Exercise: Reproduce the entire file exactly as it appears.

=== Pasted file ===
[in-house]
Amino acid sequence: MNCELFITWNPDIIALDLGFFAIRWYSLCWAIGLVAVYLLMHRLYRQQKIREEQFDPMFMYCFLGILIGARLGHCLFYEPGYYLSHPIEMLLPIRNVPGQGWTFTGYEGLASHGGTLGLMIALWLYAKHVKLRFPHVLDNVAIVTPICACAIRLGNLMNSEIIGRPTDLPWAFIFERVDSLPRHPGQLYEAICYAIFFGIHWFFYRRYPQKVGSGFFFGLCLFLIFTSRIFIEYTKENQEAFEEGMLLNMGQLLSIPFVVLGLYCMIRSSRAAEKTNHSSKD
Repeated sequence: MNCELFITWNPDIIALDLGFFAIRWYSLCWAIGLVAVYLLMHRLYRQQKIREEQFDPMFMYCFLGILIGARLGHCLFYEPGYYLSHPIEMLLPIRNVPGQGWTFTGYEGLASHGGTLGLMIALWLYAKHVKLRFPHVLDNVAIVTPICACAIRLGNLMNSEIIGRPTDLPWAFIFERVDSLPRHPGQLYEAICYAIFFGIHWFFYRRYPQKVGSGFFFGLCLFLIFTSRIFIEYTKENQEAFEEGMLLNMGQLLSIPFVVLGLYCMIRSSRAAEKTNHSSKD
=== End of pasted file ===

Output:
[in-house]
Amino acid sequence: MNCELFITWNPDIIALDLGFFAIRWYSLCWAIGLVAVYLLMHRLYRQQKIREEQFDPMFMYCFLGILIGARLGHCLFYEPGYYLSHPIEMLLPIRNVPGQGWTFTGYEGLASHGGTLGLMIALWLYAKHVKLRFPHVLDNVAIVTPICACAIRLGNLMNSEIIGRPTDLPWAFIFERVDSLPRHPGQLYEAICYAIFFGIHWFFYRRYPQKVGSGFFFGLCLFLIFTSRIFIEYTKENQEAFEEGMLLNMGQLLSIPFVVLGLYCMIRSSRAAEKTNHSSKD
Repeated sequence: MNCELFITWNPDIIALDLGFFAIRWYSLCWAIGLVAVYLLMHRLYRQQKIREEQFDPMFMYCFLGILIGARLGHCLFYEPGYYLSHPIEMLLPIRNVPGQGWTFTGYEGLASHGGTLGLMIALWLYAKHVKLRFPHVLDNVAIVTPICACAIRLGNLMNSEIIGRPTDLPWAFIFERVDSLPRHPGQLYEAICYAIFFGIHWFFYRRYPQKVGSGFFFGLCLFLIFTSRIFIEYTKENQEAFEEGMLLNMGQLLSIPFVVLGLYCMIRSSRAAEKTNHSSKD